Investing.com Gold and Bitcoin Test Times
By Geoffrey Smith
Investing.com – These are trying times for the dollar alternatives prophets.
After nearly two years of furious money printing to keep the US economy going through the pandemic, it appears the US Federal Reserve is increasingly open to aggressive action to defend the value of the global reserve currency .
This is bad news for anyone who bet that the pandemic would herald the definitive debasement of fiat money. Cryptocurrencies, led by, are at over 40% of their highs of last year, while – the more traditional “store of value” asset – is down nearly 10%. And the news – for them at least – is likely to get worse before it gets better.
Inflation hedges work best not when inflation is highest, but when the central bank is seen to be furthest ‘behind the curve’, too slow to stop a chain of events in which wages and prices continue to rise.
Surely that moment is over when Fed Chairman Jerome Powell told Congress in early December that it was “time to withdraw” the word “transitional”. The central bank previously believed that the consumer price distortions generated by the pandemic would correct themselves in less time than it took for interest rate hikes to have an effect on the economy.
Since December at the latest, the Fed has been in catch-up mode, speaking loudly to persuade the market that it will not let the dollar lose value. Powell told the Senate when confirming his second term with the Fed on Tuesday that he would not let inflation become. This message is more important than the 40-year high that US inflation likely reached in December.
The market only reluctantly began to take these commitments at face value, but is now starting to make up for lost time. According to Fed data, market expectations for inflation in five years peaked in mid-October at 2.4%. They had already fallen to 2.15% at the end of last week.
Bitcoin’s underperformance against gold during this period – after an equally marked outperformance over the past 12 months – has led many to conclude that digital currencies are not hedge assets at all, but rather risky assets, which move more in line with stocks and other speculative investments. .
In a note to clients on Monday, Morgan Stanley analyst Sheena Shah pointed out that Bitcoin has traded with a positive correlation of 0.34 in the past six months (a correlation of 1 would represent a perfect overlap), whereas it tended to evolve in the opposite direction. direction towards gold. The negative correlation here was 0.1.
Shah illustrated that Bitcoin in particular appears to be most closely correlated with the world’s M2 money supply – a relationship that has held steady over the past eight years. This is a clear wake-up call for crypto at a time when central banks representing more than half of the world’s money supply are tightening monetary policy.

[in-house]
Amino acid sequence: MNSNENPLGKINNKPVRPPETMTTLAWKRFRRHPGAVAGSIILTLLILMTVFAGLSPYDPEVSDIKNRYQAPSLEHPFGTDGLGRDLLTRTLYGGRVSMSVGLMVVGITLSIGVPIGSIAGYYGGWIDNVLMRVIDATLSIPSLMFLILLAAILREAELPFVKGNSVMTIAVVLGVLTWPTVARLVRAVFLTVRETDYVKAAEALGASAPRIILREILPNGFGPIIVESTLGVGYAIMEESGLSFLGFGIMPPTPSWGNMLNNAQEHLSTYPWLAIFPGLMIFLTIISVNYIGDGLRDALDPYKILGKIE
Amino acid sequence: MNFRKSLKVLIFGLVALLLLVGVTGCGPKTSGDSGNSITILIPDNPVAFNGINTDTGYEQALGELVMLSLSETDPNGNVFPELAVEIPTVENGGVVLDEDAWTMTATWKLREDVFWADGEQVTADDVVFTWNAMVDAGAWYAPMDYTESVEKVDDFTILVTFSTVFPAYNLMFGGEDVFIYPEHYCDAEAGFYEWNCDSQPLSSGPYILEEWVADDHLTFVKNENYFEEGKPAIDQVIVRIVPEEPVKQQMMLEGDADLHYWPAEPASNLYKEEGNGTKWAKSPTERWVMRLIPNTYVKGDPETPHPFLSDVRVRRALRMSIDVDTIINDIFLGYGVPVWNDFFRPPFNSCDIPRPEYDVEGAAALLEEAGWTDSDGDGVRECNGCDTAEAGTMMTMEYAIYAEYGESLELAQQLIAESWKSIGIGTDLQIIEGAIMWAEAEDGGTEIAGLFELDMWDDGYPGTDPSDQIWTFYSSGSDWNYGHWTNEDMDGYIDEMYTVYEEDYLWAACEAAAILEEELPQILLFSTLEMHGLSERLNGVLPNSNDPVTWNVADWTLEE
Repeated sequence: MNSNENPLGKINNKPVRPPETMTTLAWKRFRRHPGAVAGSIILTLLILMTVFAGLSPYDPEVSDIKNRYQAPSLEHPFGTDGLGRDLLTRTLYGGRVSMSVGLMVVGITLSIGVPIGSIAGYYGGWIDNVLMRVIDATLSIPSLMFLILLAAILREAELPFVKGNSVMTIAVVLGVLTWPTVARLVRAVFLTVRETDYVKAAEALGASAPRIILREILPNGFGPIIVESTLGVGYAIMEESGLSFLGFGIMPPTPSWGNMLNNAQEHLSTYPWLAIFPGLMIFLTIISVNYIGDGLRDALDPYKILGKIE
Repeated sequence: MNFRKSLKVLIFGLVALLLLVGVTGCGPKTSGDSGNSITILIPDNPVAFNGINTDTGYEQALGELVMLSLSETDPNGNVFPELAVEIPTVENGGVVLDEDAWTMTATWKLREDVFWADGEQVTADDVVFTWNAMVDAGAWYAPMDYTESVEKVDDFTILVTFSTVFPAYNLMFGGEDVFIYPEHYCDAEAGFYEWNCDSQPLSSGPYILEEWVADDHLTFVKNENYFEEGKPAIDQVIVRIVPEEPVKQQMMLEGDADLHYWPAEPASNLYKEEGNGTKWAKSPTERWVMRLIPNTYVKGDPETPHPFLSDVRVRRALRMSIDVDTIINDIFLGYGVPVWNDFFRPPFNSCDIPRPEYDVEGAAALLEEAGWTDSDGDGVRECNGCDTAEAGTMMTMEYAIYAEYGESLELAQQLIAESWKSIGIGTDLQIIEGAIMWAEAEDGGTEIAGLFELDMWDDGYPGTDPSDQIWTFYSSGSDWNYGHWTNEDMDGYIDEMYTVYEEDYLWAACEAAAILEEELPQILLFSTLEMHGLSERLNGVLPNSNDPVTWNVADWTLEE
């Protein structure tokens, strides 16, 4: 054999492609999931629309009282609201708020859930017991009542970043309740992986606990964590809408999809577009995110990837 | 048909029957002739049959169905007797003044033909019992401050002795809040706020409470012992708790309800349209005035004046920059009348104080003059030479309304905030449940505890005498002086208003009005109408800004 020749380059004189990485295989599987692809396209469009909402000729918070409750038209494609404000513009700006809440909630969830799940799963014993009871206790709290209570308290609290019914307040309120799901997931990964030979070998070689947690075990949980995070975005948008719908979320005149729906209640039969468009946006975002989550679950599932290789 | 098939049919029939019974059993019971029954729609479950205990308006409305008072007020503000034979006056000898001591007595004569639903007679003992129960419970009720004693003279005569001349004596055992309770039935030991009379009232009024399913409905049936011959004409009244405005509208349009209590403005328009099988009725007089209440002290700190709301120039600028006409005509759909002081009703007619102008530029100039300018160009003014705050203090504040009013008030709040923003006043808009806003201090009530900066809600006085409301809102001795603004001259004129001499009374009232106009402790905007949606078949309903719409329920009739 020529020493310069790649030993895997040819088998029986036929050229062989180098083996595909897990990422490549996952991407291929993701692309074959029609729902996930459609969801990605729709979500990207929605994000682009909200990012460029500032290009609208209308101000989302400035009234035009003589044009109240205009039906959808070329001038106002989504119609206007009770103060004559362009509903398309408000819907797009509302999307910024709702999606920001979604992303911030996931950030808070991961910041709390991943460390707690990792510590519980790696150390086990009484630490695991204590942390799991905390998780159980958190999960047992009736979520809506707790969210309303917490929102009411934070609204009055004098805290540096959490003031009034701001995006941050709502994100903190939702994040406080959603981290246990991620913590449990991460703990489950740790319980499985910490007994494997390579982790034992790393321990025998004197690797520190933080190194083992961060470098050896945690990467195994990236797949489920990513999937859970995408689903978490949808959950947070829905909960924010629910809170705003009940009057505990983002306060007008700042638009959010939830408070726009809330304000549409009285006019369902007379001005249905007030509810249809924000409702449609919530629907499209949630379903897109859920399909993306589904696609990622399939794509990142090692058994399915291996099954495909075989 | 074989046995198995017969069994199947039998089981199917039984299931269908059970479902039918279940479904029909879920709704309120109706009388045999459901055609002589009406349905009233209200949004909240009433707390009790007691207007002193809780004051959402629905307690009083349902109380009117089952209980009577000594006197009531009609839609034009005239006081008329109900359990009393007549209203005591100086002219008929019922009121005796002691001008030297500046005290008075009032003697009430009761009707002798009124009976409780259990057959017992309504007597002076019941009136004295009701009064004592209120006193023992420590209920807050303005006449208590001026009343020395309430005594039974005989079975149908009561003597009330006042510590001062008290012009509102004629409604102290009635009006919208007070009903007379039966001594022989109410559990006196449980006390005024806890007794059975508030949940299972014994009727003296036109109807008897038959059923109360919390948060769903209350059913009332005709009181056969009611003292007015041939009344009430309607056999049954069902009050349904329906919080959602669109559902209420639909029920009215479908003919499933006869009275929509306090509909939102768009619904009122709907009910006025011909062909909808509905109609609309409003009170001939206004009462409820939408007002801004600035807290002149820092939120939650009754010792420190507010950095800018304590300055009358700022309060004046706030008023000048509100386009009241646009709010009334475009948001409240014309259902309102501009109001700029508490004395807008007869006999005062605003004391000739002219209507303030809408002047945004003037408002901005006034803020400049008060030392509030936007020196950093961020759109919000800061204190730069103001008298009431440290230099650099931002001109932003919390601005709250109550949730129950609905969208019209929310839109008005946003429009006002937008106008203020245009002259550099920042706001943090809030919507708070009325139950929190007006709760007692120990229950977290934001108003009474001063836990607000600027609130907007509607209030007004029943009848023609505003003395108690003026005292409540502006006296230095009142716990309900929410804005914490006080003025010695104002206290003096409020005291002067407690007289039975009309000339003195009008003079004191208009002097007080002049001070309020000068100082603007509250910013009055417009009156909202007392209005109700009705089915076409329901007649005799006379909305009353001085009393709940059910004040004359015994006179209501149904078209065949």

This can frustrate anyone who has bought crypto for their wallet in the hope of diversifying their risk, but the point is that wallets in general have become significantly more leveraged over the past couple of years thanks to free money from central banks. . Margin balances tracked by the U.S. Financial Industry Regulatory Authority (FINRA) alone have increased 63% in the two years since the start of the pandemic to nearly $ 920 billion. Higher interest rate compression increases the cost of holding any asset leveraged, and crypto – without coupons or dividends to generate returns – is particularly vulnerable to such cuts.
The same is of course true for gold. JPMorgan analysts estimate it will be back to $ 1,520 an ounce – about 16% below current levels – by the last quarter of this year, as rising real yields encourage a switch to bond yields of income.
The difference, however, is that the gold use case is so much better established. Data from the World Gold Council suggests that the two broad categories of end buyers – jewelers and central banks – both reverted to net buyers at the end of 2021. Purchases by Indian jewelers have exceeded pre-market levels. pandemic in November, while China’s gold imports hit their highest level since 2019 in October. Central banks in advanced economies were net buyers of gold in November for the first time since 2013.
The use case of Bitcoin, as we have already explained here, is quite less convincing. The only functions where it consistently outperforms fiat money in terms of ease of use are, even now, after a decade of rapid and well-funded innovation, illicit transactions, such as ransomware attacks and money laundering. . Short-term demand is driven by momentum or, in other words, speculation.
In the medium term, better regulation and a growing ecosystem for related assets such as NFTs could further broaden crypto’s use case to a degree that places a firmer floor under its valuation. Generational shifts may also mean that this segment of the population that simply does not trust banks and central banks will eventually migrate from Keynes’ “barbaric relic” to digital assets.
But in the short term, neither of these assets looks likely to perform particularly well. The best that can be said is that the downside is more clearly limited for gold bugs than for crypto bros. Gold is best supported by fundamentals, dynamics, regulatory certainty and, most importantly, history. While crypto is about to be tested for the first time by a particularly acute tightening cycle, gold has withstood each of these cycles since the dawn of civilization.